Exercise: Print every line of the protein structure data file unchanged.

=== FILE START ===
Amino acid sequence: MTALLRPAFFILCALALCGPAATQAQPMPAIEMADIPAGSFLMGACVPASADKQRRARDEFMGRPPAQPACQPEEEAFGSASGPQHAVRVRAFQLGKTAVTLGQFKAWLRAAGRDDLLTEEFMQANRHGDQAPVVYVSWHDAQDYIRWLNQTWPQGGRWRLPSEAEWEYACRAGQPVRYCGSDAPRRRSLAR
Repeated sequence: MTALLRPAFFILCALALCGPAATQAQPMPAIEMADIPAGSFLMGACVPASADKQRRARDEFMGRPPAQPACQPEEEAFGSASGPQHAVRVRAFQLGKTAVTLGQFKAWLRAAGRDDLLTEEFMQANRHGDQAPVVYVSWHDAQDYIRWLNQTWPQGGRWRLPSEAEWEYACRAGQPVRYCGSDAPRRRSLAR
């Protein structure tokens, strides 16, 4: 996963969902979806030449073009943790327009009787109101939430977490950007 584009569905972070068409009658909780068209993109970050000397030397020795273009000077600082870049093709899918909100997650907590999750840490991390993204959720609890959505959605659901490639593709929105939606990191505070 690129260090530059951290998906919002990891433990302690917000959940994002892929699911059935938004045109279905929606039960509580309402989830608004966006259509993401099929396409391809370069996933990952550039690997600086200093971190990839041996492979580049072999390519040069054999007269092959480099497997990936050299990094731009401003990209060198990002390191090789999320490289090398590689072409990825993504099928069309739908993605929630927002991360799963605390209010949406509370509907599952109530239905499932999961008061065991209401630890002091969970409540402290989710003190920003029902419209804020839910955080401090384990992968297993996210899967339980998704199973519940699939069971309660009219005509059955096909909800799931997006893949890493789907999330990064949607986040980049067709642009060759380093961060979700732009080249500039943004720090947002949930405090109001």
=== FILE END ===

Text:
Amino acid sequence: MTALLRPAFFILCALALCGPAATQAQPMPAIEMADIPAGSFLMGACVPASADKQRRARDEFMGRPPAQPACQPEEEAFGSASGPQHAVRVRAFQLGKTAVTLGQFKAWLRAAGRDDLLTEEFMQANRHGDQAPVVYVSWHDAQDYIRWLNQTWPQGGRWRLPSEAEWEYACRAGQPVRYCGSDAPRRRSLAR
Repeated sequence: MTALLRPAFFILCALALCGPAATQAQPMPAIEMADIPAGSFLMGACVPASADKQRRARDEFMGRPPAQPACQPEEEAFGSASGPQHAVRVRAFQLGKTAVTLGQFKAWLRAAGRDDLLTEEFMQANRHGDQAPVVYVSWHDAQDYIRWLNQTWPQGGRWRLPSEAEWEYACRAGQPVRYCGSDAPRRRSLAR
């Protein structure tokens, strides 16, 4: 996963969902979806030449073009943790327009009787109101939430977490950007 584009569905972070068409009658909780068209993109970050000397030397020795273009000077600082870049093709899918909100997650907590999750840490991390993204959720609890959505959605659901490639593709929105939606990191505070 690129260090530059951290998906919002990891433990302690917000959940994002892929699911059935938004045109279905929606039960509580309402989830608004966006259509993401099929396409391809370069996933990952550039690997600086200093971190990839041996492979580049072999390519040069054999007269092959480099497997990936050299990094731009401003990209060198990002390191090789999320490289090398590689072409990825993504099928069309739908993605929630927002991360799963605390209010949406509370509907599952109530239905499932999961008061065991209401630890002091969970409540402290989710003190920003029902419209804020839910955080401090384990992968297993996210899967339980998704199973519940699939069971309660009219005509059955096909909800799931997006893949890493789907999330990064949607986040980049067709642009060759380093961060979700732009080249500039943004720090947002949930405090109001």